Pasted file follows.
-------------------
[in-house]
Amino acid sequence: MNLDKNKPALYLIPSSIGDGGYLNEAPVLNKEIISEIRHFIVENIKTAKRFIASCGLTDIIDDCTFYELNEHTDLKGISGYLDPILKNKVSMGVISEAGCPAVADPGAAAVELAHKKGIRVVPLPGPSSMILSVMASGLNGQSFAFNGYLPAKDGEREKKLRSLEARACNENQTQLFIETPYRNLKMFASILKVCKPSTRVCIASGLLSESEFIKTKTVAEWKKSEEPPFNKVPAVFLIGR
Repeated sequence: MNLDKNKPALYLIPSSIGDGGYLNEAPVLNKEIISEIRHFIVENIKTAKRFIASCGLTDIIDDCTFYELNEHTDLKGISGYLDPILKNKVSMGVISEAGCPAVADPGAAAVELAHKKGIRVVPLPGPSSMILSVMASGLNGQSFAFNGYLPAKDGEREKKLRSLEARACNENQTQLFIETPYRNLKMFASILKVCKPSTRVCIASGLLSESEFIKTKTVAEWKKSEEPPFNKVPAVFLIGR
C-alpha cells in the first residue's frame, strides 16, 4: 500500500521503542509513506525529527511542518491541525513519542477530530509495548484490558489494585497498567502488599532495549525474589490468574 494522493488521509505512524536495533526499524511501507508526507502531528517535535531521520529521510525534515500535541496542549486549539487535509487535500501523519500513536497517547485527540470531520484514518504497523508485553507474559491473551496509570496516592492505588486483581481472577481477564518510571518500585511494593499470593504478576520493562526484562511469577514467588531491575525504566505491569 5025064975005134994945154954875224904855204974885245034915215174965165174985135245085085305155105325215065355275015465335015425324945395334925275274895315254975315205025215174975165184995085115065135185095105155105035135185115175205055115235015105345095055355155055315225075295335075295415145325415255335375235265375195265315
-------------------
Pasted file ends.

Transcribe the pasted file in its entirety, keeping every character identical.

[in-house]
Amino acid sequence: MNLDKNKPALYLIPSSIGDGGYLNEAPVLNKEIISEIRHFIVENIKTAKRFIASCGLTDIIDDCTFYELNEHTDLKGISGYLDPILKNKVSMGVISEAGCPAVADPGAAAVELAHKKGIRVVPLPGPSSMILSVMASGLNGQSFAFNGYLPAKDGEREKKLRSLEARACNENQTQLFIETPYRNLKMFASILKVCKPSTRVCIASGLLSESEFIKTKTVAEWKKSEEPPFNKVPAVFLIGR
Repeated sequence: MNLDKNKPALYLIPSSIGDGGYLNEAPVLNKEIISEIRHFIVENIKTAKRFIASCGLTDIIDDCTFYELNEHTDLKGISGYLDPILKNKVSMGVISEAGCPAVADPGAAAVELAHKKGIRVVPLPGPSSMILSVMASGLNGQSFAFNGYLPAKDGEREKKLRSLEARACNENQTQLFIETPYRNLKMFASILKVCKPSTRVCIASGLLSESEFIKTKTVAEWKKSEEPPFNKVPAVFLIGR
C-alpha cells in the first residue's frame, strides 16, 4: 500500500521503542509513506525529527511542518491541525513519542477530530509495548484490558489494585497498567502488599532495549525474589490468574 494522493488521509505512524536495533526499524511501507508526507502531528517535535531521520529521510525534515500535541496542549486549539487535509487535500501523519500513536497517547485527540470531520484514518504497523508485553507474559491473551496509570496516592492505588486483581481472577481477564518510571518500585511494593499470593504478576520493562526484562511469577514467588531491575525504566505491569 5025064975005134994945154954875224904855204974885245034915215174965165174985135245085085305155105325215065355275015465335015425324945395334925275274895315254975315205025215174975165184995085115065135185095105155105035135185115175205055115235015105345095055355155055315225075295335075295415145325415255335375235265375195265315